I was alone next morning. Helen was in Manchester. The Metropolitan Museum had had problems with an exhibition of Persian antiquities and an old friend had approached Helen as a last result. Luckily, a uni mate was now at the Iranian Embassy in London. Helen had gone to make the introductions.
With the place to myself, I cubby holed myself astern and worked through the company’s inbox. Usual humdrum lot, trinkets and trifles and vintage champagne. Couple of charities wanting celebrity items for auction. Helen would sort them no charge. The one challenge was for ‘an HMS Glasgow error postage stamp’. I did some reading and learnt it was from 1964, commemorating the 50th anniversary of the Battle of the Falkland Islands. Instead of HMS Kent, HMS Glasgow was pictured. Could go for £30k at auction, so I scooped out the address books and started ringing numbers.
I was having plenty of luck, all of it bad, when Helen’s sister dropped her dress back from the dry cleaners. Ruth is yin to Helen’s yang. Alike in many ways, but separate in style and temperament: High street elan versus charity shop chic, the impulsive actress beside the tempered musician and business woman. Same shock of gold that shines when the light catches it right though. Same full lips too. Same nose. The Marr Nose they call it: All the kids have it.
We had a drink and a catch up, and then Ruth said something that reminded me about the day before. I asked her about ‘The Great Hiatus’.
“Does it mean anything?” she replied, sipping mint tea. “I thought it was just a name, like ships have names.”
“That’s what I heard, apparently it’s supposed to mean something.”
“Google it.” I did, finding nothing at first. Then I enclosed ‘The Great Hiatus’ in inverted commas. Three of the first four results were now about Sherlock Holmes. I clicked one at random.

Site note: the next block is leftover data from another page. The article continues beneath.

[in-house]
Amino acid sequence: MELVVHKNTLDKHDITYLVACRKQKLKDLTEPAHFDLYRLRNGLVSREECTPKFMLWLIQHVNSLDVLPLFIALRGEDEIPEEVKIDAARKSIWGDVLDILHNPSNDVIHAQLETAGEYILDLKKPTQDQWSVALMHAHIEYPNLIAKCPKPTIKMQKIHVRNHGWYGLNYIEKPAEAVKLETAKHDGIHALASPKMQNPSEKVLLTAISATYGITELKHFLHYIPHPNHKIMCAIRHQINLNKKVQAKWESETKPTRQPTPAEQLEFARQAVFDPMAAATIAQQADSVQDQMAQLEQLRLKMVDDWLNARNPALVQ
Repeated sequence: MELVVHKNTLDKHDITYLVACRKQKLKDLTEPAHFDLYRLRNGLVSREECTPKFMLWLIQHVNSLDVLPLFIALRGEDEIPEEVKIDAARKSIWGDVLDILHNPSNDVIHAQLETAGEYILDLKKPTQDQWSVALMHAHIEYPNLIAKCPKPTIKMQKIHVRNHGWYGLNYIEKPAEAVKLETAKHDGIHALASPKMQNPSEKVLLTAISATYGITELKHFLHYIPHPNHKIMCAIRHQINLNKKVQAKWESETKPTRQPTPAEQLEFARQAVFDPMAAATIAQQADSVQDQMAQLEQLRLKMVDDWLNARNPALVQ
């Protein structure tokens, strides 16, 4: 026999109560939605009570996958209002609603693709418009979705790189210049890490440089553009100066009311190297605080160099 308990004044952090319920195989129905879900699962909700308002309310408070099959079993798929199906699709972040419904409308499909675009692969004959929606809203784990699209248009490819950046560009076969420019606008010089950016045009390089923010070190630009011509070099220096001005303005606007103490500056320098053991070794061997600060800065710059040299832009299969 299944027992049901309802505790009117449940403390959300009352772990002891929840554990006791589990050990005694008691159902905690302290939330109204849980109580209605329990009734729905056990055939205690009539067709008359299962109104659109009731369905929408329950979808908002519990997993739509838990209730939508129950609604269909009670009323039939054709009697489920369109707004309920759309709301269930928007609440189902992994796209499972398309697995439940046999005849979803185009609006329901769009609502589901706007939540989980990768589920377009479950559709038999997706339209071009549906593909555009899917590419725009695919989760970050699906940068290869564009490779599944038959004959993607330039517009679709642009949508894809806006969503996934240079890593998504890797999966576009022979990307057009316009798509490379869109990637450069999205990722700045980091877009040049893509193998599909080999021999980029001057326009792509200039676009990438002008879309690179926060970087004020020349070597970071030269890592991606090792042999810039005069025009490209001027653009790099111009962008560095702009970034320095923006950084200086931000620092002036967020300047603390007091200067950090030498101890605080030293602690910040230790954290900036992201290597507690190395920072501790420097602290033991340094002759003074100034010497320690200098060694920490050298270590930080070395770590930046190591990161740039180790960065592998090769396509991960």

“There.” Ruth said, pointing to a list of contents, “6.1, The Great Hiatus.” Click:
Holmes fans refer to the period from 1891 to 1894—the time between Holmes' disappearance and presumed death in ‘The Adventure of the Final Problem’ and his reappearance in ‘The Adventure of the Empty House’—as ‘The Great Hiatus’.
“Three years.” Ruth said, walking away. “The Great Hiatus was three years.”
“That’s what it says.”
“Helen disappeared for three years. Went travelling with some Irish guy and didn’t tell anyone. Final year of uni too. Only heard from her after like eight months and then just the odd postcard from Tokyo and Shanghai and places like that.”
That would explain the Eastern artefacts all over the place. “This guy Helen went off with, remember his name?” She didn’t. “Was it Andy?”
“Maybe. Yeah, that seems familiar. Why?” I told her about yesterday’s encounter. She sneered. “Well you let me know if you see him again. That Andy’s still got a lot of explaining to do.”
Ruth had been gone twenty minutes and I was feeding bread to the swans (they come pecking at the side same time every day, they don’t care what you’re doing), when a frantic Helen called from the fast lane of the M62. “Sam meet me at the Royal a. s. a. p. please. Explain when I see you.”
“Sure. What’s happened?” but she was gone. I grabbed my keys, locked up and drove down.
I caught sight of her as I was finding a parking space. She was appropriately dressed for her meeting in a knee length Persian green dress over black pants, fingerless opera gloves and skull cap to match. She held her hands out towards me as I arrived. “It’s Scot, he’s been shot.” I hugged her. “Damm it.” she snapped, spinning away. “I shouldn’t have got him mixed up in all this again.”
“Now hey, you don’t know this was down to you.”
“I know it was Sam, I can feel it in my bones.” We went in, but couldn’t get in to see the scroat. He was in a coma anyway. Helen made some calls and after a time a very large man arrived. He looked out of place outside the gym and even more uncertain crammed into an dark coloured suit. “Helen Marr?” he rumbled in the coarsest Scouse. My thumb showed him the way.
“I’m to watch the kid.” he boomed over Helen’s head. “Boss wants to see you. Starkey’s, Rathbone Road.” Helen thanked him and she smiled and he went, as I had seen so many others go, under her spell. I knew for anyone to finish the scroat off they’d have to get through every ounce of Craig Murray’s eighteen odd stone.